Google to be powered by 100 percent renewable energy from 2017
In a landmark moment for the company and the renewable energy sector as a whole, Google will power its data centres and offices for 60,000 staff with 100 percent renewable energy by the end of 2017.
Google is already the world’s biggest corporate buyer of renewable electricity with 44 percent of its power needs supplied by solar and wind farms, but the company is fixing to raise this number to 100 percent by the end of 2017.
It takes an incredible amount of energy for Google’s data centres to keep on top of trillions of Google searches each year and hundreds of hours of uploads to YouTube each minute. In order to reduce the energy used the search engine has already spent years perfecting these data centres, making them 50 percent more energy efficient than the industry average.
Despite these improvements, they still need a lot of energy the company became purchasing renewable energy to reduce its carbon footprint.
Urs Hölzle, Senior Vice President of Technical Infrastructure, said in an official statement: “We were one of the first corporations to create large-scale, long-term contracts to buy renewable energy directly; we signed our first agreement to purchase all the electricity from a 114-megawatt wind farm in Iowa, in 2010. Today, we are the world’s largest corporate buyer of renewable power, with commitments reaching 2.6 gigawatts (2,600 megawatts) of wind and solar energy. That’s bigger than many large utilities and more than twice as much as the 1.21 gigawatts it took to send Marty McFly back to the future.”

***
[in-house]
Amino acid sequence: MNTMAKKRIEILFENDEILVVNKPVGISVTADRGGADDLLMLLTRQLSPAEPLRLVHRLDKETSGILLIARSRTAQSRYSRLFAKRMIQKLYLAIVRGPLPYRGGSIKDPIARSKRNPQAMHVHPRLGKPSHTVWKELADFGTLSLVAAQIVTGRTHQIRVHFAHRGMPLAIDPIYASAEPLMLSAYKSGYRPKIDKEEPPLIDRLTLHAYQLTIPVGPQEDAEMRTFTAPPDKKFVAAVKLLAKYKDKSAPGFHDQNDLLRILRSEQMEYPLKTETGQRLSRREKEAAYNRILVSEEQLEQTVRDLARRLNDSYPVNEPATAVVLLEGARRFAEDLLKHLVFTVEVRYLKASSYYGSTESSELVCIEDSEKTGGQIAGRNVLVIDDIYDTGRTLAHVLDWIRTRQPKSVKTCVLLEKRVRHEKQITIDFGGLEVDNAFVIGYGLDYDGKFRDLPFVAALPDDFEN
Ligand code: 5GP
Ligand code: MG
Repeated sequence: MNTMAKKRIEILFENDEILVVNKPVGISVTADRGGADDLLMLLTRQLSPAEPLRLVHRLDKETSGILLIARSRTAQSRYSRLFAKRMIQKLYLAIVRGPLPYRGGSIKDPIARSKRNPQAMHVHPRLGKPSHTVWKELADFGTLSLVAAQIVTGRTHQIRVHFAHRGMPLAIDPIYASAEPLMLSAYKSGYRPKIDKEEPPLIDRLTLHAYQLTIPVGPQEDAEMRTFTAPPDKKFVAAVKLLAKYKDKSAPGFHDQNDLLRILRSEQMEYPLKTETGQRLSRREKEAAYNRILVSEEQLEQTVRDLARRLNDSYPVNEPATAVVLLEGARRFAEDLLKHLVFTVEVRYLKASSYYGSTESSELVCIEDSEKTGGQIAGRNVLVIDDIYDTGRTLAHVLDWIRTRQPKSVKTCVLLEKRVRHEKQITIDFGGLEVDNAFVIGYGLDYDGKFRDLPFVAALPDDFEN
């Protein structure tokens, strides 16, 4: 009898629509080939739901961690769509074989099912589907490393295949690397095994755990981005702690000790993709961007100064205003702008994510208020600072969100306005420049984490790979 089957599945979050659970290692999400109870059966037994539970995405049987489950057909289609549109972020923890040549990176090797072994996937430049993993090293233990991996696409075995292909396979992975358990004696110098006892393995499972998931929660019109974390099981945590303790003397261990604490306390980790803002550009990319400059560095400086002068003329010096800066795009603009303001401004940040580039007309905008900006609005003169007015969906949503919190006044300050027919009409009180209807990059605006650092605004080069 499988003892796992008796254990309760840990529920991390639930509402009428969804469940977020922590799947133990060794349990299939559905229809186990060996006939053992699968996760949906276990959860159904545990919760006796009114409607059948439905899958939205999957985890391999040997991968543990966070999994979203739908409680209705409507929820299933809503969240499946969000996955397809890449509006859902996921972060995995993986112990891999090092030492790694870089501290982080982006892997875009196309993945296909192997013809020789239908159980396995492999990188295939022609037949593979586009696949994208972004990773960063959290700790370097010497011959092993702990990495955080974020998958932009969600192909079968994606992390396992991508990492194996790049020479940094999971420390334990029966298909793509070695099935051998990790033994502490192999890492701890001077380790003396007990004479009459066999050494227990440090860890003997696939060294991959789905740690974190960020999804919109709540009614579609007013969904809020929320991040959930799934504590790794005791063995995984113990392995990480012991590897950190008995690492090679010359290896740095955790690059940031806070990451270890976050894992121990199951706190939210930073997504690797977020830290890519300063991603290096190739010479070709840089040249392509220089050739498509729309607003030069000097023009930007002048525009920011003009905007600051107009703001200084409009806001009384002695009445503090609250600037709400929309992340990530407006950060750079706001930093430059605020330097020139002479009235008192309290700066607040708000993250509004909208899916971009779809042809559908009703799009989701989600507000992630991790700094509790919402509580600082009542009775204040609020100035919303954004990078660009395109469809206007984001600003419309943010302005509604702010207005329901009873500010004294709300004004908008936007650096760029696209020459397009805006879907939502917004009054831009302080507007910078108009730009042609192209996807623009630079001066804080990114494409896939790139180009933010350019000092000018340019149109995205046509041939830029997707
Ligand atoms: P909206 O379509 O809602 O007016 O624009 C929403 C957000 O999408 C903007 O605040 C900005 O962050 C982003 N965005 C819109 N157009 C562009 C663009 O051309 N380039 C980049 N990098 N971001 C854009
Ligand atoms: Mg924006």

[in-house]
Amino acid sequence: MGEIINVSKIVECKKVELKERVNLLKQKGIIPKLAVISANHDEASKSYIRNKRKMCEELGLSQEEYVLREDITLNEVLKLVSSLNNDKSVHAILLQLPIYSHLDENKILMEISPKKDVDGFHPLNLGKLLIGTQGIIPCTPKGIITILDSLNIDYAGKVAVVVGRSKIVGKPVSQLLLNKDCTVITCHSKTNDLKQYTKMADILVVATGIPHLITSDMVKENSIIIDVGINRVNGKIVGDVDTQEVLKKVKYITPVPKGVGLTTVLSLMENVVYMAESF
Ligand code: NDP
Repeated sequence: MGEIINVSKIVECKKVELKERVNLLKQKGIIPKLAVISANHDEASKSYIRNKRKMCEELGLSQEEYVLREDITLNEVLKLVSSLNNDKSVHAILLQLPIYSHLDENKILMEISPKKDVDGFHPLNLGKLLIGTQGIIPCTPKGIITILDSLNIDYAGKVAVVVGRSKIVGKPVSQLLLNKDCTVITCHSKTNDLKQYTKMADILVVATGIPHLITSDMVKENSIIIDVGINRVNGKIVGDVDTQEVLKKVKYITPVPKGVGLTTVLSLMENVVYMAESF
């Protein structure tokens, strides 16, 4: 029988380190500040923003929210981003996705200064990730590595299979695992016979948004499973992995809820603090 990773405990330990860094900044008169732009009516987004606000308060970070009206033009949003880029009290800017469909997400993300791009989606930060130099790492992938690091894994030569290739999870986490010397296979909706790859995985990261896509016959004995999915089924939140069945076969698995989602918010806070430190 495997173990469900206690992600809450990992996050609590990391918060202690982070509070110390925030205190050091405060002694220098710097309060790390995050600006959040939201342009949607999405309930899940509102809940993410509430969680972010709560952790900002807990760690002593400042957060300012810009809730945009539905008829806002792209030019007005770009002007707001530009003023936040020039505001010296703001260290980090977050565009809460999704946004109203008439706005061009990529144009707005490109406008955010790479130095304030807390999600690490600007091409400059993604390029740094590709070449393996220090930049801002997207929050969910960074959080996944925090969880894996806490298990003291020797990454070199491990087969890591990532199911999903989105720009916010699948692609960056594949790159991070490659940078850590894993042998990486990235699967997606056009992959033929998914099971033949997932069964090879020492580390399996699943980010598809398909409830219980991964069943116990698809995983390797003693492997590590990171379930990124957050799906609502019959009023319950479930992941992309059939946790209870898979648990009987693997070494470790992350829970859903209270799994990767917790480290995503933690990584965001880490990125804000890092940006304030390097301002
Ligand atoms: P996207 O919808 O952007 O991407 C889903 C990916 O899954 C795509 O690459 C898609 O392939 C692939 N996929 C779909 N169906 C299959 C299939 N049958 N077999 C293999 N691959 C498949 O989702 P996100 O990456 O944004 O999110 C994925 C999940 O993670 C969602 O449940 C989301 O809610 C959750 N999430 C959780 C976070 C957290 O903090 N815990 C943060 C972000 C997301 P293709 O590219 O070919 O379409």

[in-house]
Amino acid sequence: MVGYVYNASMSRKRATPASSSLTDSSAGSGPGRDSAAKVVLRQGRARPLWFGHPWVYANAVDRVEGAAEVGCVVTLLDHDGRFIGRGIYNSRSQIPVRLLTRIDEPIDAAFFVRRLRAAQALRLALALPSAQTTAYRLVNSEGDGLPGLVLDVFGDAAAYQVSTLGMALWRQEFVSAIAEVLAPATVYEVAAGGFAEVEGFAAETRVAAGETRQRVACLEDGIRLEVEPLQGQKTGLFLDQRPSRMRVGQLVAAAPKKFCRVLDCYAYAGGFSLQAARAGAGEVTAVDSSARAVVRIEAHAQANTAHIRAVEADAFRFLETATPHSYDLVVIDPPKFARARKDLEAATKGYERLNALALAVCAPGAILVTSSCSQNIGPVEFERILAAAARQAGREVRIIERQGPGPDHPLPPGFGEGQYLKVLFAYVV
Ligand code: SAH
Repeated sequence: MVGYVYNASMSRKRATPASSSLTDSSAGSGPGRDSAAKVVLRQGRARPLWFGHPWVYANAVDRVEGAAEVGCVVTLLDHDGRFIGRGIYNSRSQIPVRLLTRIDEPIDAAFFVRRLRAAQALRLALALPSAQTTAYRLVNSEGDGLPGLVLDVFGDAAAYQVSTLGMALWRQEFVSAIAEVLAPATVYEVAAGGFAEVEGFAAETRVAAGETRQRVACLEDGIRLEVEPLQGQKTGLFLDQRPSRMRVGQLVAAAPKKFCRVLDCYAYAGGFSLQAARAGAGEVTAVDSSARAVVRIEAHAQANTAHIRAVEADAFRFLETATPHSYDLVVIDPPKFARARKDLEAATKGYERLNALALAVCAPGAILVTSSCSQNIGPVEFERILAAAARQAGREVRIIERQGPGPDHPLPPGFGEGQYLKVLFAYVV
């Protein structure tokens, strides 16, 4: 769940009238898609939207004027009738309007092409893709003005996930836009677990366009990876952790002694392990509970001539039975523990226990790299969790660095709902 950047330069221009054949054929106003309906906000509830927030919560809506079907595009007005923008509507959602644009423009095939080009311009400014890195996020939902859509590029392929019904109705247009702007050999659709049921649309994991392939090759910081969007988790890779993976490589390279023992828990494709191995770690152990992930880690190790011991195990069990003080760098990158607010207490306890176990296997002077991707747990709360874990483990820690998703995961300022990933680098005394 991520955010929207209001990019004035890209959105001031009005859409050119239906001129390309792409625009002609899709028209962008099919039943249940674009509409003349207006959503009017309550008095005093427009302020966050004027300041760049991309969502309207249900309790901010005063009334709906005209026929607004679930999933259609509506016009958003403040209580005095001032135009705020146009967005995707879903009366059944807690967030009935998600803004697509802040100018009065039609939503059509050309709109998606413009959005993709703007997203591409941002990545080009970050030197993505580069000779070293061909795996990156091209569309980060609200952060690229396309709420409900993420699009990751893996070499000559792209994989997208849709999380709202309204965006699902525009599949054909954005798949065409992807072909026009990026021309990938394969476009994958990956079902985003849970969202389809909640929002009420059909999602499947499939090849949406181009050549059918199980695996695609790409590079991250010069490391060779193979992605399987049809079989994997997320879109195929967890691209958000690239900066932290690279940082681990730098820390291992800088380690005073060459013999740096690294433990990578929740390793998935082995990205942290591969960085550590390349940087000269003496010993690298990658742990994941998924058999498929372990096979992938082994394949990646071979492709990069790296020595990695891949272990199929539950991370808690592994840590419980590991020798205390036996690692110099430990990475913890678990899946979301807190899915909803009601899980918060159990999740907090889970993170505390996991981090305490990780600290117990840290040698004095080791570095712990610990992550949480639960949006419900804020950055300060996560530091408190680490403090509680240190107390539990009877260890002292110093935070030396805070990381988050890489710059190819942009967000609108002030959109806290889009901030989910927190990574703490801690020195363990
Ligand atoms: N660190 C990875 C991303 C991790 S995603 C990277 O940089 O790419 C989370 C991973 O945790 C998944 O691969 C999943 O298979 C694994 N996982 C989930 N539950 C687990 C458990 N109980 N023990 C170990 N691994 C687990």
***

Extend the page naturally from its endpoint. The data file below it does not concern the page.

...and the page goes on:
To reach the 100 percent goal, Google will be directly buying enough wind and solar electricity to account for the electricity its operations consume globally. The company is focussing on creating new energy from renewable sources, so it only buys from projects that are funded by its purchases.
The opportunity to do this is down to the sharp fall in wind and solar prices over the last six years with drops of 60 and 80 percent respectively.
Hölzle said: “Electricity costs are one of the largest components of our operating expenses at our data centers, and having a long-term stable cost of renewable power provides protection against price swings in energy.”
Google is also proud of the fact that in buying this renewable energy its supporting local land owners and developers and two-thirds of its infrastructure investments are in the US.
Sustainability is at the forefront of what Google does and it goes beyond its energy needs as Hölzle explained: “Operating our business in an environmentally sustainable way has been a core value from the beginning, and we’re always working on new ideas to make sustainability a reality — like enabling the building of healthy workplaces and creating a living, breathing dashboard for the planet.
“We’ve reported our carbon footprint and published information on our sustainability programs for many years in white papers, blog posts, and on our website. Now, we’ve put all this information together in a new Environmental Report.”
Take a look at Google’s new environmental website where it reports on more than just its renewable energy efforts.
HyNet North West and InterGen to build Zero Carbon plant
Expected to begin in the mid-2020s, the partnership could reduce the CO2 emissions from the Runcorn power station by over 150,000 tonnes each year, the equivalent of taking 60,000 cars off the road every year.